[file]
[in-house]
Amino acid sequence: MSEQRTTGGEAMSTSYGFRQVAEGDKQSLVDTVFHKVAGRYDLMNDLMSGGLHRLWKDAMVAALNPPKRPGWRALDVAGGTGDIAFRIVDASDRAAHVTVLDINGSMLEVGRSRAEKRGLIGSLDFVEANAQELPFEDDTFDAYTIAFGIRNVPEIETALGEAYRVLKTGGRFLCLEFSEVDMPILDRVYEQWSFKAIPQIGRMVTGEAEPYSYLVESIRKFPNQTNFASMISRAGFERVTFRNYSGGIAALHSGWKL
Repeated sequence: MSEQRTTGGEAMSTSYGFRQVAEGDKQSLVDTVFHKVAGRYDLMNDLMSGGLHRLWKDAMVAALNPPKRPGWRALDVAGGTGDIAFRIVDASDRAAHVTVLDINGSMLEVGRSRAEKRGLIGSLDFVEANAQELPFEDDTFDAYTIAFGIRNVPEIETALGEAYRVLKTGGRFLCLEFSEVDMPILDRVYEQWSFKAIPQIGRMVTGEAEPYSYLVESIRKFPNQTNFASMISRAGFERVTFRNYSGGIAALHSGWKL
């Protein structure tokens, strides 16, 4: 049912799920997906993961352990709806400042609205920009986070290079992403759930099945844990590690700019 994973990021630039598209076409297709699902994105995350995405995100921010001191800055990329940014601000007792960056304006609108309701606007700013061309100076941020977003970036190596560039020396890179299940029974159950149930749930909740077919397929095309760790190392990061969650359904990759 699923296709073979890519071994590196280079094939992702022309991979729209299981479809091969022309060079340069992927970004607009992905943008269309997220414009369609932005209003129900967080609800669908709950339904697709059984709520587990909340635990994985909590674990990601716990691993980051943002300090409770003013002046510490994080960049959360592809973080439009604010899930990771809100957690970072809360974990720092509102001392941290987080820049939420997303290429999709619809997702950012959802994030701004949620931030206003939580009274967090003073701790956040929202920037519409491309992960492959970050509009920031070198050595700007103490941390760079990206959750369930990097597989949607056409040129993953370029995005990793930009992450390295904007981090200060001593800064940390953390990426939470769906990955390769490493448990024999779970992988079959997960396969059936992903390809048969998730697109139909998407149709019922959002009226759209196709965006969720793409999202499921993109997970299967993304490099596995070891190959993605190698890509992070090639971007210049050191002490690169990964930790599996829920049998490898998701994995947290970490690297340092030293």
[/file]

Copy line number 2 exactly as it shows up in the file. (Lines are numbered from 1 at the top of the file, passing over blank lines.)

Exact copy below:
Amino acid sequence: MSEQRTTGGEAMSTSYGFRQVAEGDKQSLVDTVFHKVAGRYDLMNDLMSGGLHRLWKDAMVAALNPPKRPGWRALDVAGGTGDIAFRIVDASDRAAHVTVLDINGSMLEVGRSRAEKRGLIGSLDFVEANAQELPFEDDTFDAYTIAFGIRNVPEIETALGEAYRVLKTGGRFLCLEFSEVDMPILDRVYEQWSFKAIPQIGRMVTGEAEPYSYLVESIRKFPNQTNFASMISRAGFERVTFRNYSGGIAALHSGWKL